Syphilis is passed from person to person through direct contact with a syphilis sore. Sores occur mainly on the external genitals, vagina, anus, or in the rectum. Sores also can occur on the lips and in the mouth. Transmission of the organism occurs during vaginal, anal, or oral sex. Pregnant women with the disease can pass it to the babies they are carrying. Syphilis cannot be spread by toilet seats, door knobs, swimming pools, hot tubs, bath tubs, shared clothing, or eating utensils.
What are the signs and symptoms in adults?
The time between infection with syphilis and the start of the first symptom can range from 10—90 days (average 21 days). The primary stage of syphilis is usually marked by the appearance of a single sore (called a chancre), but there may be multiple sores. The chancre is usually firm, round, small, and painless. It appears at the spot where syphilis entered the body. The chancre lasts 3-6 weeks, and it will heal on its own. If adequate treatment is not administered, the infection progresses to the secondary stage.
The second stage starts when one or more areas of the skin break into a rash that usually does not itch. Rashes can appear as the chancre is fading or can be delayed for weeks. The rash often appears as rough, red or reddish brown spots both on the palms of the hands and on the bottoms of the feet. The rash also may also appear on other parts of the body with different characteristics, some of which resemble other diseases. Sometimes the rashes are so faint that they are not noticed. Even without treatment, rashes clear up on their own. In addition to rashes, second-stage symptoms can include fever, swollen lymph glands, sore throat, patchy hair loss, headaches, weight loss, muscle aches, and tiredness. A person can easily pass the disease to sex partners when primary or secondary stage signs or symptoms are present.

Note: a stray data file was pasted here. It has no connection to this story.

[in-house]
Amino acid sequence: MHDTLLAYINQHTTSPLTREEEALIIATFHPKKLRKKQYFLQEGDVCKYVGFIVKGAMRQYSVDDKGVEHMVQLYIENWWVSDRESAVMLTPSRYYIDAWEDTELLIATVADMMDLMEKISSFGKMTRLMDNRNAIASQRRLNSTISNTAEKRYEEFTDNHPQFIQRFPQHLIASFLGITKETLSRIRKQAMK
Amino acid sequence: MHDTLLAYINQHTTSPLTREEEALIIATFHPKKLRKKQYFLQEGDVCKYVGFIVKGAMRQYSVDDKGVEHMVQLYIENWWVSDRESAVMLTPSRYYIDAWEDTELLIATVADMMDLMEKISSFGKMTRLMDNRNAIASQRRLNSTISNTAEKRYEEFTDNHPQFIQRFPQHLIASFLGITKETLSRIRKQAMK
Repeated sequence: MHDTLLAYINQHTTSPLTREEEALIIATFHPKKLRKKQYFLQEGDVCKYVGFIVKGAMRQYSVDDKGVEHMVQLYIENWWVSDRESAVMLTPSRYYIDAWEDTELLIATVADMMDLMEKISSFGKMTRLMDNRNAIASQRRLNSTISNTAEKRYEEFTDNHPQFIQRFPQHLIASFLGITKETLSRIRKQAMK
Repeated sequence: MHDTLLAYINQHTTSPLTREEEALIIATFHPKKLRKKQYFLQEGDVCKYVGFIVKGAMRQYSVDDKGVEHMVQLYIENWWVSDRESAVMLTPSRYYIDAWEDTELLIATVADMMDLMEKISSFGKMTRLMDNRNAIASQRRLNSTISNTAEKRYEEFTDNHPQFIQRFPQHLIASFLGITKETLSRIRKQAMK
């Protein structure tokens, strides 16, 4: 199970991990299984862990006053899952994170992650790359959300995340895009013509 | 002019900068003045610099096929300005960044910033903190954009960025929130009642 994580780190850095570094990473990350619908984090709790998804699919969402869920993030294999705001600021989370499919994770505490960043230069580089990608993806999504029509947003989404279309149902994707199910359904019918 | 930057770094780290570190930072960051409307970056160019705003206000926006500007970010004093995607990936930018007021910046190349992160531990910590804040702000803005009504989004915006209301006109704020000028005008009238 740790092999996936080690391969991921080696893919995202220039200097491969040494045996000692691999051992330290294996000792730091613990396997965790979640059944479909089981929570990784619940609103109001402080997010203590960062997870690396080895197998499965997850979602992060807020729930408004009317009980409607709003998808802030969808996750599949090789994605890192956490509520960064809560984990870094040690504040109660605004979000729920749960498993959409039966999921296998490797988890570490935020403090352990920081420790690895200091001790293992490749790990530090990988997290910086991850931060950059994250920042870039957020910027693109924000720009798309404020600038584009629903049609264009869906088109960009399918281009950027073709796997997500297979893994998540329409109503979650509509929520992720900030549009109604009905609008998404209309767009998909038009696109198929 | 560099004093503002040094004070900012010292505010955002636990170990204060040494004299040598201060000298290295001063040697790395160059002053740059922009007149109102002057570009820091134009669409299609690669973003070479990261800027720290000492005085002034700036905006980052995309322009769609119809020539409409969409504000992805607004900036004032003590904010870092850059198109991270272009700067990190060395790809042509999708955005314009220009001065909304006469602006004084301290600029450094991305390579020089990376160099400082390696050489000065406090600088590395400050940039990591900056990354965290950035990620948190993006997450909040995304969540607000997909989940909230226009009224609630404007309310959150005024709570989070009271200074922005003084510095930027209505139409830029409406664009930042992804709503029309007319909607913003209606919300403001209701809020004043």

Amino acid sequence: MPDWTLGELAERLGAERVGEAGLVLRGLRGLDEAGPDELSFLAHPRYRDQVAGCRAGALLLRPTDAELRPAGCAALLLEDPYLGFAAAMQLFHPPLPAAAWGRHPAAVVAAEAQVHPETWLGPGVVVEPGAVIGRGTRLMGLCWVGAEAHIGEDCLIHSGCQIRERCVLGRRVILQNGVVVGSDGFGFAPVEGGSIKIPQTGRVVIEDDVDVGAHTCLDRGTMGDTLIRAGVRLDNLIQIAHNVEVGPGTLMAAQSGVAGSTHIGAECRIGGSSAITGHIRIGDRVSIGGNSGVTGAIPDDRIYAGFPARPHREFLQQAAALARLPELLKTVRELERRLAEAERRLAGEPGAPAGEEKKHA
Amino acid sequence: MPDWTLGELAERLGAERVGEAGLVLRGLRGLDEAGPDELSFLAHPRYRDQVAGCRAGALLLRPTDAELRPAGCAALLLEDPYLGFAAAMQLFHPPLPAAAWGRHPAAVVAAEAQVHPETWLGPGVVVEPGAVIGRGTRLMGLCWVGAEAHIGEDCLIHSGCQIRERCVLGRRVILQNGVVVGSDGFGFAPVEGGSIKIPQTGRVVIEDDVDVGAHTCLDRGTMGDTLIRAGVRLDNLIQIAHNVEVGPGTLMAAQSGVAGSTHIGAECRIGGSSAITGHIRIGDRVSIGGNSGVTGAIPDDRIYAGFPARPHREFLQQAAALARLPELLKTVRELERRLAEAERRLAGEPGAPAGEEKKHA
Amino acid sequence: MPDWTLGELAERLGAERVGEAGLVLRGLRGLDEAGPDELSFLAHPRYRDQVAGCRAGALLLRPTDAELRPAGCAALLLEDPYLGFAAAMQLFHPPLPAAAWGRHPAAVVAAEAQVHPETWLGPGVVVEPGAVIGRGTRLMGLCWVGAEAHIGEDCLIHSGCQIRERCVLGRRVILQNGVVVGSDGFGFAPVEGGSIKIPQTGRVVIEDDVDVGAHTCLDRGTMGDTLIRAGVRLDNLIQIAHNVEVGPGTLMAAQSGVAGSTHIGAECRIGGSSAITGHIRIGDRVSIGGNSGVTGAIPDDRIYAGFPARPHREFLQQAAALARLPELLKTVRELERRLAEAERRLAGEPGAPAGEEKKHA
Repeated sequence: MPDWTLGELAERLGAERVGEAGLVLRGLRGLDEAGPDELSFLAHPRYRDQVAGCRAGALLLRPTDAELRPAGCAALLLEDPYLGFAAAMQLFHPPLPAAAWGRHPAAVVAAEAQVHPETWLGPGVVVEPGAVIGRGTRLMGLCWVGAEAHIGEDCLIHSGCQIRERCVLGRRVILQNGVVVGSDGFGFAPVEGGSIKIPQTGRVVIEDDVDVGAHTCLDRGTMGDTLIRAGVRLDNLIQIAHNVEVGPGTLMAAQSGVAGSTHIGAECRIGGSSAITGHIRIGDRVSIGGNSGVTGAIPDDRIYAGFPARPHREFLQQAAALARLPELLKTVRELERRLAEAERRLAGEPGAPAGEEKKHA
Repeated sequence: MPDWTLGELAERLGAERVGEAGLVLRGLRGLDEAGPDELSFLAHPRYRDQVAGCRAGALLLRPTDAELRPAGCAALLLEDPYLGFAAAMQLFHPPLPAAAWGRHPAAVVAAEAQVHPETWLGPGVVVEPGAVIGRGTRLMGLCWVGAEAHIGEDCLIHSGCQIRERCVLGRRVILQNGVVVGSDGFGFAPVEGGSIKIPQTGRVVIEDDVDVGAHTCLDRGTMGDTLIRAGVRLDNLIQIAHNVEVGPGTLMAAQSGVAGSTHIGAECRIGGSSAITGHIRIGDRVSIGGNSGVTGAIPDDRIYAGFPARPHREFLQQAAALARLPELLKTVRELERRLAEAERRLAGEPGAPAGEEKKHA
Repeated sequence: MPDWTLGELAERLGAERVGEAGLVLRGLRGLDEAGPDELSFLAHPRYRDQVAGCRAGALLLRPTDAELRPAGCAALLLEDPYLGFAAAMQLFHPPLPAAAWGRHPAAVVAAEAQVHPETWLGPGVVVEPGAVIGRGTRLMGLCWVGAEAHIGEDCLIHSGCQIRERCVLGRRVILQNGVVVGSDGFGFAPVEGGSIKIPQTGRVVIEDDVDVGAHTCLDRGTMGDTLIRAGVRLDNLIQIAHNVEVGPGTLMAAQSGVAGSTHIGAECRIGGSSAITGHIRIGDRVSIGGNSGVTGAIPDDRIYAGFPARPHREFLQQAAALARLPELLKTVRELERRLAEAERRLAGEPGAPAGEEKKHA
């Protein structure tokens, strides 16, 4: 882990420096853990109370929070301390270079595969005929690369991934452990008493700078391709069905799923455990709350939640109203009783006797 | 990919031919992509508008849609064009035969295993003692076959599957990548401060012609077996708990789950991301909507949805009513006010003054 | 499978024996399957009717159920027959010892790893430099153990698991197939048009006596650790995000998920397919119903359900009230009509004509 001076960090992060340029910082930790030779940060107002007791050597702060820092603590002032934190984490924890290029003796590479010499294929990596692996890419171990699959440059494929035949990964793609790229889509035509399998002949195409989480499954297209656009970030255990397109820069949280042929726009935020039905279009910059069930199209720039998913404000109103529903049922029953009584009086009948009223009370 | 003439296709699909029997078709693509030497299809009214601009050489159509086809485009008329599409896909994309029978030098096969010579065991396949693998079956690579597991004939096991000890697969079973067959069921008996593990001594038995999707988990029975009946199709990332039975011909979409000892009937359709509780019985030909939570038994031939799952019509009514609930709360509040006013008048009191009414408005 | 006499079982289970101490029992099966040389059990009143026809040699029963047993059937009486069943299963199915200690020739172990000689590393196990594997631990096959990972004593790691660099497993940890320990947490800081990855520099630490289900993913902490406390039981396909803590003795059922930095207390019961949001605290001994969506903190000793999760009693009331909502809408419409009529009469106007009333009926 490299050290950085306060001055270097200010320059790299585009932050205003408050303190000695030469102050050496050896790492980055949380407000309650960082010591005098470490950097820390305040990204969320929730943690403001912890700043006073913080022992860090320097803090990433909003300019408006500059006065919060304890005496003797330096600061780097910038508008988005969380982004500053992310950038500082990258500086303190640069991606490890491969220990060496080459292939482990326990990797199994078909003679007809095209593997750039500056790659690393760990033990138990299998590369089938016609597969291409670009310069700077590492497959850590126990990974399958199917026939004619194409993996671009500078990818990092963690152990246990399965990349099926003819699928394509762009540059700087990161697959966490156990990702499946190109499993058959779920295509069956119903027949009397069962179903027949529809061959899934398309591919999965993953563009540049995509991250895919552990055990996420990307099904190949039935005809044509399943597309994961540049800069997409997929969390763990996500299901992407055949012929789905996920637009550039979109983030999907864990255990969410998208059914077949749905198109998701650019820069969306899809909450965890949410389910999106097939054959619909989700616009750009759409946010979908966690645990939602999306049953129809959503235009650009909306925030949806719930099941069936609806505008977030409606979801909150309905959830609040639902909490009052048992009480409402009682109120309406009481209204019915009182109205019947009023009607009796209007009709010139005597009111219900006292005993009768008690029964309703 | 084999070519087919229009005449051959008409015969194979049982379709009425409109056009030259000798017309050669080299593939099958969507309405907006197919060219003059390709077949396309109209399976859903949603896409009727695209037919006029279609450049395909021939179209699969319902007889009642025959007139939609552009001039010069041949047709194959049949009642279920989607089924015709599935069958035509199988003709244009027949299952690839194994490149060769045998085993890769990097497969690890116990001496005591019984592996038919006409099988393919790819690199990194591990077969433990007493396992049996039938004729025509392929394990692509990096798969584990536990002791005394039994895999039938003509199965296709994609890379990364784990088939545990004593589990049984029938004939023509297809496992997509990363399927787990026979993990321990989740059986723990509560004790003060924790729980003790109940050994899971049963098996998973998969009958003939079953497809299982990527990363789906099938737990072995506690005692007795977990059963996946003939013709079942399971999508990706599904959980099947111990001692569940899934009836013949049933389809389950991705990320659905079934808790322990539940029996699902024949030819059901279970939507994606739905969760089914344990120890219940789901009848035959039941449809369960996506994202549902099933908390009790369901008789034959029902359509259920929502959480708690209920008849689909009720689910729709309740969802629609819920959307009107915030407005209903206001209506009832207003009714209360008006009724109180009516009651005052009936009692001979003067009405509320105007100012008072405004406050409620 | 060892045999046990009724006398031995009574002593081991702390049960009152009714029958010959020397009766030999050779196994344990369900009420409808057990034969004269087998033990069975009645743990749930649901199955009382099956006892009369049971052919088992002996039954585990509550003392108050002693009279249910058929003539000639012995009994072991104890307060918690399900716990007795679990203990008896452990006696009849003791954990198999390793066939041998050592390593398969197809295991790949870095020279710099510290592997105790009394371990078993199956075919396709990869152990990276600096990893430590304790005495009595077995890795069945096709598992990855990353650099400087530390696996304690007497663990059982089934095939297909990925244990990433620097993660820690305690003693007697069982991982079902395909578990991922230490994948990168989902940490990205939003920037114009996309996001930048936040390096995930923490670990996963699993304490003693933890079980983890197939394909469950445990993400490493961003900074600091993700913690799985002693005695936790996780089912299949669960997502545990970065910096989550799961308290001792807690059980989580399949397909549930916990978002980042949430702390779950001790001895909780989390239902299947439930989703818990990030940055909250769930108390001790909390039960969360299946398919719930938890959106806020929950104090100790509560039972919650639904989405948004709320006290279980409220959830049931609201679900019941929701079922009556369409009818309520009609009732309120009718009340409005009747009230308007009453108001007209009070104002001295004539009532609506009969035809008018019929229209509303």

The latent (hidden) stage of syphilis begins when the secondary symptoms disappear. Without treatment, the infected person still has syphilis even though there are no signs or symptoms. It remains in the body, and it may begin to damage the internal organs, including the brain, nerves, eyes, heart, blood vessels, liver, bones, and joints. This internal damage may show up many years later in the late or tertiary stage of syphilis. Late stage signs and symptoms include not being able to coordinate muscle movements, paralysis, numbness, gradual blindness and dementia. This damage may be serious enough to cause death.
Can a newborn get syphilis?
Depending on how long a pregnant woman has been infected, she has a good chance of having a stillbirth (syphilitic stillbirth) or of giving birth to a baby who dies shortly after birth. If not treated immediately, an infected baby may be born without symptoms but could develop them within a few weeks. These signs and symptoms can be very serious. Untreated babies may become developmentally delayed, have seizures, or die.
How is syphilis diagnosed?
A health care provider can diagnose syphilis by using dark field microscopy to examine material from infectious sores. If syphilis bacteria are present in the sore, they will show up with a characteristic appearance.
How common is syphilis?
In the United States, over 35,600 cases of syphilis were reported by health officials in 1999, including 6,650 cases of primary and secondary syphilis (a decline of 5.4% from 1998) and 556 cases of congenital syphilis in newborns. More cases occur each year than come to the attention of health officials. Of the nine states with the highest 1999 syphilis rates (2-5 times higher than the national rate of 2.5 cases per 100,000), eight were in the South. Although syphilis rates remain higher in the South than in other regions, the South had a 32% decline in the primary and secondary syphilis rate from 1997 to 1999, illustrating that the greatest improvements in disease control have taken place where syphilis incidence has been the greatest. In 1999, 25 counties accounted for 50% of all primary and secondary syphilis cases. Two hundred sixty-five counties had syphilis rates above the U.S. Public Health Service’s Healthy People 2000 objective of 4 cases per 100,000. These 265 counties (9% of the total number of counties in the U.S.) accounted for approximately 74% of the total primary and secondary syphilis cases reported in 1999.